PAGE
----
I was told to return for another follow up scan in 6 months. My scan is this coming Monday.

When I search for info on lung nodules I find a lot of information about lung cancer, but very little about cancer that has matastisized to the lung. I have no symptoms other than a cough with post nasal drip that appears to be from laringitis which resulted from a bout with the flu in early January.

My question is, what percentage of lung nodules that are discovered incidentally with no symptoms end up being cancer that has spread from another region of the body? Any possible info will be greatly appreciated. 

 

 

Hi Bruce I had a 1.4cm lesion discovered during a routine lung cancer screening my dr encouraged me to have done since I quit smoking 4 yrs ago.  Less than a wk later I had consult at cancer center after a petscan showed no other cancer I had robotic assisted lung cancer surgery on 2/13/18 lymph nodes removed were clear as was tissue removed around cancerous area removed. This all happened in less than 3 wks from the time they found the cancer on the lung ct. I recommend you get a second opinion and find out why they are not doing more than watching your nodules. 

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Hi, Bruce,

I don't think I'd assume that your nodules represent a metastasis, if you've never been diagnosed with any other cancer.  I don't know about stats, either, but I've never heard of anyone having a cancer elsewhere discovered only AFTER a metastasis to the lung.  Maybe it happens, but as I said, I haven't heard of it so I'm assuming it's not that common.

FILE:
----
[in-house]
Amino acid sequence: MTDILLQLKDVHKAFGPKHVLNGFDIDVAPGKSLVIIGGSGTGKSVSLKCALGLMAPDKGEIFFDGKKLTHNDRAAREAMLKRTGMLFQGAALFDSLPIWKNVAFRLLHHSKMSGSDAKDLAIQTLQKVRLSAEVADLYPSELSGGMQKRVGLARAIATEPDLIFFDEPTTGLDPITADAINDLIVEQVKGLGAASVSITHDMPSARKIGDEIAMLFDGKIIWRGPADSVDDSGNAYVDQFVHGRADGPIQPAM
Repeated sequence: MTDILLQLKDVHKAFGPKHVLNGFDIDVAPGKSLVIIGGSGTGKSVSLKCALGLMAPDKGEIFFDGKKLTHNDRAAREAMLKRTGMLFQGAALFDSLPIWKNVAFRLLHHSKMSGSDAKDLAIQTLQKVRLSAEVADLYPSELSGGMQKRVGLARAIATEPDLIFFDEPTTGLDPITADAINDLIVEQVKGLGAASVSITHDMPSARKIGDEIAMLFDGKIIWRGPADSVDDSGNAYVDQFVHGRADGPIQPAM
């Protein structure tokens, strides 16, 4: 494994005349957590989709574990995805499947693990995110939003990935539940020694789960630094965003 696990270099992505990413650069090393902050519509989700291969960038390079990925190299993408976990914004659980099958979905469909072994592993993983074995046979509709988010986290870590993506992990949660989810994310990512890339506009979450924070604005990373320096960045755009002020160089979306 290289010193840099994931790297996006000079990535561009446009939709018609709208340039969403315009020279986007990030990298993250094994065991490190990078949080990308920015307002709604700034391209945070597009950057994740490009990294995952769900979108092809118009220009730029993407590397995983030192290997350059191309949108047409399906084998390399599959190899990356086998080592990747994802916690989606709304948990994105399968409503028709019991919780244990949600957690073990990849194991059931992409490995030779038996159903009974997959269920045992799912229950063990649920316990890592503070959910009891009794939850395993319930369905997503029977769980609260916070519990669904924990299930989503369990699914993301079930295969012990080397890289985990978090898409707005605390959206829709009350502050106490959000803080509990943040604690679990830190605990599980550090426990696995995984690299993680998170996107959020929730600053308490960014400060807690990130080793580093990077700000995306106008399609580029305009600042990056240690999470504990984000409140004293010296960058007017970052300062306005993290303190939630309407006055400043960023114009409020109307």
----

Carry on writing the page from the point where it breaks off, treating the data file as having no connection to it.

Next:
Even though lung cancer occurs with greater frequency among smokers/former smokers, you certainly don't have to smoke to get it all on its own.  There are several people here who have never smoked but still got lung cancer.  

I don't think the monitoring of your nodules is that unusual--unless they are very large it's often the first step.  But six months seems like a long time between scans--when I went for my first screening and my nodules were observed, they had me come back for another scan in three months.  When there was no change, I was told to come back in a year.  At that time, one of the nodules had grown a bit and changed appearance (spiculated), and was suspicious enough that surgery was ordered.  

Your nodules have been very small, and hopefully your scan on Monday will be reassuring.  There are many reasons for nodules, and most of them are not cancer.  I've had a couple of "mystery" nodules that have appeared and disappeared since I've been getting my scans.

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Hi Bruce,